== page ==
During the Children’s Crusade march, Hrabowski and other young protesters were arrested and jailed. The children spent five days in juvenile detention, where they were “treated like animals,” Hrabowski remembers. The Rev. Martin Luther King Jr., who visited the youngsters in detention, told them, “What you do this day will have an impact on children not yet born.”

Hrabowski never forgot King’s words. The son of two teachers, he believed in education’s power to overcome oppression and discrimination. After receiving a bachelor’s in mathematics at Hampton Institute, graduating with highest honors, he earned an MA in mathematics and a PhD in higher-education administration/statistics from the University of Illinois at Urbana-Champaign. His research focuses on science and math education, with a special emphasis on minority participation and performance in the STEM disciplines (sciences, technology, engineering and mathematics).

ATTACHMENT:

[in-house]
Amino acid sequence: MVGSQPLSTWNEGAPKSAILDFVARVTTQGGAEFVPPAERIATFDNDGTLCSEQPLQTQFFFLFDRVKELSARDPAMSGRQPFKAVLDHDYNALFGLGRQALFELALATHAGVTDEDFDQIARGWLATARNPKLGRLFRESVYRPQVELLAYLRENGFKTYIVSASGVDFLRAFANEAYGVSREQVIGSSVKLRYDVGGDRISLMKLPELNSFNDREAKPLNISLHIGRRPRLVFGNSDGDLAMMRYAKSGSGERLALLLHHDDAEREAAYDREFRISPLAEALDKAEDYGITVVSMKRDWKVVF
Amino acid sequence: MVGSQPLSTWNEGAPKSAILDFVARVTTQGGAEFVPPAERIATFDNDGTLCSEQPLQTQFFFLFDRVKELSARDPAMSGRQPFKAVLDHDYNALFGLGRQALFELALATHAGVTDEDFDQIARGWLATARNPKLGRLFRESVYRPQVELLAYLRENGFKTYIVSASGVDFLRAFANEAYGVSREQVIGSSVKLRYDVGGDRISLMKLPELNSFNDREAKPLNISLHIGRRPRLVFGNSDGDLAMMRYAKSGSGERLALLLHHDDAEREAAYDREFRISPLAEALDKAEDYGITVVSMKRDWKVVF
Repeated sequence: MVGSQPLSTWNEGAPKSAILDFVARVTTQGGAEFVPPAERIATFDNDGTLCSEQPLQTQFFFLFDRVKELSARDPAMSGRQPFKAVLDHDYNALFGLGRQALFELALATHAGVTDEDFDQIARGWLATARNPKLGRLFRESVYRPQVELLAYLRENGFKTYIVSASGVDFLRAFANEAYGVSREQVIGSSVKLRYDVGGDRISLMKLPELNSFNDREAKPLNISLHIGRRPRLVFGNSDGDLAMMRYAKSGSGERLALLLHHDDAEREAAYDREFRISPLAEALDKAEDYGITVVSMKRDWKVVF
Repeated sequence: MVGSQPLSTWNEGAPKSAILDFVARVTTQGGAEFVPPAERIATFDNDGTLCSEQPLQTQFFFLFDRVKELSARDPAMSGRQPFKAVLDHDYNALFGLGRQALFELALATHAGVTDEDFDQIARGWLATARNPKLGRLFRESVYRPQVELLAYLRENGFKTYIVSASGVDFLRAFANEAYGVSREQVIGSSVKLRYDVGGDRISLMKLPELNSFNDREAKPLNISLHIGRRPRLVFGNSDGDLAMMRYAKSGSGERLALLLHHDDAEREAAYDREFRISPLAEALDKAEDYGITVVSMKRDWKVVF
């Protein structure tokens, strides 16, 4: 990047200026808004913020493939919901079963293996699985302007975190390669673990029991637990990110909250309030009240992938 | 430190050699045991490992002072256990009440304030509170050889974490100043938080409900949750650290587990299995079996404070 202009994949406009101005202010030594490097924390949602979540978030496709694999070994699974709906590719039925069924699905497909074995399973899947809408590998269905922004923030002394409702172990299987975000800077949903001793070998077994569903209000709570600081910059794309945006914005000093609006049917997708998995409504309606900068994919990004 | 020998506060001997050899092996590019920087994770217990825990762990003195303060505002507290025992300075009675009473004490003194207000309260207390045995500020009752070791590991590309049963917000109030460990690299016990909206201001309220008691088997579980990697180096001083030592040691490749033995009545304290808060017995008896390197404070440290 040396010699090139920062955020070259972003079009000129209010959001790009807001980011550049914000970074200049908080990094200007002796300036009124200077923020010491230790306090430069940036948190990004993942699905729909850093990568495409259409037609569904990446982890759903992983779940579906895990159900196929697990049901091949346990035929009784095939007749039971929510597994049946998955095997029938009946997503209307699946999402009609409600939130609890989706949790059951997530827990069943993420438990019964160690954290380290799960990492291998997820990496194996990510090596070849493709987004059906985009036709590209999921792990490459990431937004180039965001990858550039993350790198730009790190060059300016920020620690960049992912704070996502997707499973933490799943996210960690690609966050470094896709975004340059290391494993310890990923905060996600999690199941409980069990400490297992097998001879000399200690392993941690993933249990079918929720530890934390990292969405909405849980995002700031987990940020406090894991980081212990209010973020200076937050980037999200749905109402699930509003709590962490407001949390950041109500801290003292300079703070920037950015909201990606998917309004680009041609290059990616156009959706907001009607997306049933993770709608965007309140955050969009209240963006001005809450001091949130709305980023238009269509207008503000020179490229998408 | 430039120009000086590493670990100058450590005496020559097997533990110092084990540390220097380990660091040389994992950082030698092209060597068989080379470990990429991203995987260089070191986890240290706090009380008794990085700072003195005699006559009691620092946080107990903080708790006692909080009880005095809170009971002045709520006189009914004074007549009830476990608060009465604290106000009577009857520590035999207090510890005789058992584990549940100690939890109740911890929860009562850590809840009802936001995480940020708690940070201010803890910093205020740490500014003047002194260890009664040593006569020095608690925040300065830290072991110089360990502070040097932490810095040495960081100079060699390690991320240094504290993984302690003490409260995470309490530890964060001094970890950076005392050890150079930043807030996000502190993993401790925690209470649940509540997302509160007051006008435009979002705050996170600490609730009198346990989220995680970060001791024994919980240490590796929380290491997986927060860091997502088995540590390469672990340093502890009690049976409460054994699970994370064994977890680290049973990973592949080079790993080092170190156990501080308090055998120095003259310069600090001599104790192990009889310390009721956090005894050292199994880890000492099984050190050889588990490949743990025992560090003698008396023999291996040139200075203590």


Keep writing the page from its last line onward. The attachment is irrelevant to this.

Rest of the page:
He joined UMBC as vice provost in 1987, then became the school’s president in 1992. Time magazine named him one of America’s 10 Best College Presidents in 2009. He made Time’s 100 Most Influential People in the World list in 2012.

Brandeis will confer honorary degrees on Hrabowski, Israeli singer-songwriter Chava Alberstein, Association of American Universities President Mary Sue Coleman, and philanthropists Jay Ruderman ’88 and Shira Ruderman.

“All our outstanding honorary degree recipients have broken new ground in their respective fields, and have generously shared their remarkable talents and leadership with the wider world,” Liebowitz said. “Chava Alberstein has been called ‘the voice of Israel.’ Mary Sue Coleman was the first woman president at the University of Michigan and the University of Iowa, and now leads the Association of American Universities, helping major research universities play a vital role in innovation, discovery and keeping our nation internationally competitive. Jay and Shira Ruderman have set a high standard with their courageous and cutting-edge work on inclusion for people with disabilities and U.S.-Israel relations. Together, these honorary degree recipients are an inspiration to the class of 2018 and to all of us, and our community looks forward to honoring them at Commencement.”